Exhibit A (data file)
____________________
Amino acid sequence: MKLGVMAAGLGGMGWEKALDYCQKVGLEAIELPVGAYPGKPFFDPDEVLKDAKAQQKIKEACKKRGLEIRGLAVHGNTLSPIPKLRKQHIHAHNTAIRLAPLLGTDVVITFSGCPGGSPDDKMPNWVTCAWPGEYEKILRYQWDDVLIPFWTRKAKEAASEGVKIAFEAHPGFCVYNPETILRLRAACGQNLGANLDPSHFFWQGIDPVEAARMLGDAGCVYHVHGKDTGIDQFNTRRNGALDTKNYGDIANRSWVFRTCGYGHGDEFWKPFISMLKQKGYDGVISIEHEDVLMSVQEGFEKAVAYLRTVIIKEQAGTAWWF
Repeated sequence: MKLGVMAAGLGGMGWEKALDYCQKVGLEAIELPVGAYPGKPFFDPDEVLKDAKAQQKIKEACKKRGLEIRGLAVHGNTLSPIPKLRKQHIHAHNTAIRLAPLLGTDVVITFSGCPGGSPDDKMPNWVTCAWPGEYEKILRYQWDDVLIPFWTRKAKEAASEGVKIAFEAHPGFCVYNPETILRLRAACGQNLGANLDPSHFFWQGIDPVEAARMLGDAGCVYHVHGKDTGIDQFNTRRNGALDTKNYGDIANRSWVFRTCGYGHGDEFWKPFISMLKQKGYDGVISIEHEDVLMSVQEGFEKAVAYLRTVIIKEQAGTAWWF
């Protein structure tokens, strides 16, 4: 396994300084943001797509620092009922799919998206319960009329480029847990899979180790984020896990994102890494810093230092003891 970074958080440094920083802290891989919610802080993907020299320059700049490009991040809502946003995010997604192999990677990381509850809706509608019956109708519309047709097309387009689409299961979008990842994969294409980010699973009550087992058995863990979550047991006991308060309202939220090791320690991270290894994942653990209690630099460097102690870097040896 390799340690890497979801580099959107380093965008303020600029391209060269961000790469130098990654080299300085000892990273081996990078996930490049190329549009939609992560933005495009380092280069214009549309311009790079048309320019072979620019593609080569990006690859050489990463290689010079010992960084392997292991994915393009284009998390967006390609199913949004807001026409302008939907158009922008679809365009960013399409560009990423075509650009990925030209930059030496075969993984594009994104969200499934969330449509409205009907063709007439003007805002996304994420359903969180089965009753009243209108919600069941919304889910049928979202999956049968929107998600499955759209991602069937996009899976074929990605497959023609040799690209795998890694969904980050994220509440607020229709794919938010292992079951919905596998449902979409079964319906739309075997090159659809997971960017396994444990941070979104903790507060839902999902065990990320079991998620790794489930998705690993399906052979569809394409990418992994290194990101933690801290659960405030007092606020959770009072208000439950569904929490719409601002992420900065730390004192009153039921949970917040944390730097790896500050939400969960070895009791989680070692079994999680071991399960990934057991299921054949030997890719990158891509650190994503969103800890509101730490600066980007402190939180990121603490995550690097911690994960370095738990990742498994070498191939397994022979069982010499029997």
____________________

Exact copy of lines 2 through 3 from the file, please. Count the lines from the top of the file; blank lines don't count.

Repeated sequence: MKLGVMAAGLGGMGWEKALDYCQKVGLEAIELPVGAYPGKPFFDPDEVLKDAKAQQKIKEACKKRGLEIRGLAVHGNTLSPIPKLRKQHIHAHNTAIRLAPLLGTDVVITFSGCPGGSPDDKMPNWVTCAWPGEYEKILRYQWDDVLIPFWTRKAKEAASEGVKIAFEAHPGFCVYNPETILRLRAACGQNLGANLDPSHFFWQGIDPVEAARMLGDAGCVYHVHGKDTGIDQFNTRRNGALDTKNYGDIANRSWVFRTCGYGHGDEFWKPFISMLKQKGYDGVISIEHEDVLMSVQEGFEKAVAYLRTVIIKEQAGTAWWF
């Protein structure tokens, strides 16, 4: 396994300084943001797509620092009922799919998206319960009329480029847990899979180790984020896990994102890494810093230092003891 970074958080440094920083802290891989919610802080993907020299320059700049490009991040809502946003995010997604192999990677990381509850809706509608019956109708519309047709097309387009689409299961979008990842994969294409980010699973009550087992058995863990979550047991006991308060309202939220090791320690991270290894994942653990209690630099460097102690870097040896 390799340690890497979801580099959107380093965008303020600029391209060269961000790469130098990654080299300085000892990273081996990078996930490049190329549009939609992560933005495009380092280069214009549309311009790079048309320019072979620019593609080569990006690859050489990463290689010079010992960084392997292991994915393009284009998390967006390609199913949004807001026409302008939907158009922008679809365009960013399409560009990423075509650009990925030209930059030496075969993984594009994104969200499934969330449509409205009907063709007439003007805002996304994420359903969180089965009753009243209108919600069941919304889910049928979202999956049968929107998600499955759209991602069937996009899976074929990605497959023609040799690209795998890694969904980050994220509440607020229709794919938010292992079951919905596998449902979409079964319906739309075997090159659809997971960017396994444990941070979104903790507060839902999902065990990320079991998620790794489930998705690993399906052979569809394409990418992994290194990101933690801290659960405030007092606020959770009072208000439950569904929490719409601002992420900065730390004192009153039921949970917040944390730097790896500050939400969960070895009791989680070692079994999680071991399960990934057991299921054949030997890719990158891509650190994503969103800890509101730490600066980007402190939180990121603490995550690097911690994960370095738990990742498994070498191939397994022979069982010499029997």